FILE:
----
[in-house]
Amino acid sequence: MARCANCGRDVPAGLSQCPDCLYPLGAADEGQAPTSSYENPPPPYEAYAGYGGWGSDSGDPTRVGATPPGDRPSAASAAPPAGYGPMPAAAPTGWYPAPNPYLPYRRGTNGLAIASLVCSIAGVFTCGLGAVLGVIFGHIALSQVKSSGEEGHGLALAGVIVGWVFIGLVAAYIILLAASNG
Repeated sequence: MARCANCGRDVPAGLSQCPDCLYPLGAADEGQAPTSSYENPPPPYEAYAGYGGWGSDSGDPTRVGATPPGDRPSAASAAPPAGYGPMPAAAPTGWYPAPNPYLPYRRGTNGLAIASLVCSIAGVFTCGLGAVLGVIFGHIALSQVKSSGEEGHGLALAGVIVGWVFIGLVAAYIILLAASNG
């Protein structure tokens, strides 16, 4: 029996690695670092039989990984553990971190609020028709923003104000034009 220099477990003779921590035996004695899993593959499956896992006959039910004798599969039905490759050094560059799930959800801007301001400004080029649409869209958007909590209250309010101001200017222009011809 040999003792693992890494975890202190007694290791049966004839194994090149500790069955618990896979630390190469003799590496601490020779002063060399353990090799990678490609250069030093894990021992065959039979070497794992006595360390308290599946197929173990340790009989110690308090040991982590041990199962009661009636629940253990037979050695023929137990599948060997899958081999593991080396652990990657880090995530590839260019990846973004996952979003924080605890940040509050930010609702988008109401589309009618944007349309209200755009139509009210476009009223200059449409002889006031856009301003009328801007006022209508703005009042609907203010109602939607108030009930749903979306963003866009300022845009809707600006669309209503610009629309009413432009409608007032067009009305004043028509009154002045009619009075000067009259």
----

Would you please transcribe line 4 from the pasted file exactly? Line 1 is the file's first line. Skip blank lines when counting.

């Protein structure tokens, strides 16, 4: 029996690695670092039989990984553990971190609020028709923003104000034009 220099477990003779921590035996004695899993593959499956896992006959039910004798599969039905490759050094560059799930959800801007301001400004080029649409869209958007909590209250309010101001200017222009011809 040999003792693992890494975890202190007694290791049966004839194994090149500790069955618990896979630390190469003799590496601490020779002063060399353990090799990678490609250069030093894990021992065959039979070497794992006595360390308290599946197929173990340790009989110690308090040991982590041990199962009661009636629940253990037979050695023929137990599948060997899958081999593991080396652990990657880090995530590839260019990846973004996952979003924080605890940040509050930010609702988008109401589309009618944007349309209200755009139509009210476009009223200059449409002889006031856009301003009328801007006022209508703005009042609907203010109602939607108030009930749903979306963003866009300022845009809707600006669309209503610009629309009413432009409608007032067009009305004043028509009154002045009619009075000067009259």